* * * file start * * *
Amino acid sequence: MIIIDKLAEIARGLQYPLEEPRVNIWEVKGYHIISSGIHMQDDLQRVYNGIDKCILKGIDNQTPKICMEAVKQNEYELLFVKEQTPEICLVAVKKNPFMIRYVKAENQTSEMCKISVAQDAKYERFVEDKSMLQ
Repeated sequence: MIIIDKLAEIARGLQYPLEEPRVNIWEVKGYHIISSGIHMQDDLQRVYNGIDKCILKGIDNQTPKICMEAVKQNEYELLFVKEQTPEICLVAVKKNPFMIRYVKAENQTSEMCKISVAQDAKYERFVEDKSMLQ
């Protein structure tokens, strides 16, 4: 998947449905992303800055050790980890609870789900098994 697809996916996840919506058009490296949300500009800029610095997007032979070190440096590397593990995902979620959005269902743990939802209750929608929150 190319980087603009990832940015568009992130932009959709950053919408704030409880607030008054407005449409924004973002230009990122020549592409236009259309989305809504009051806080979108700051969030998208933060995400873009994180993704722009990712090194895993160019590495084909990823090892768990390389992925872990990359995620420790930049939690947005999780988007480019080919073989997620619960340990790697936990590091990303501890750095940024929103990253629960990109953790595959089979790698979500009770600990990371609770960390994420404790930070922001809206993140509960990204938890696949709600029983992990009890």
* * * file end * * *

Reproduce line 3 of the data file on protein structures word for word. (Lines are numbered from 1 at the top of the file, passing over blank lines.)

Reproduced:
């Protein structure tokens, strides 16, 4: 998947449905992303800055050790980890609870789900098994 697809996916996840919506058009490296949300500009800029610095997007032979070190440096590397593990995902979620959005269902743990939802209750929608929150 190319980087603009990832940015568009992130932009959709950053919408704030409880607030008054407005449409924004973002230009990122020549592409236009259309989305809504009051806080979108700051969030998208933060995400873009994180993704722009990712090194895993160019590495084909990823090892768990390389992925872990990359995620420790930049939690947005999780988007480019080919073989997620619960340990790697936990590091990303501890750095940024929103990253629960990109953790595959089979790698979500009770600990990371609770960390994420404790930070922001809206993140509960990204938890696949709600029983992990009890």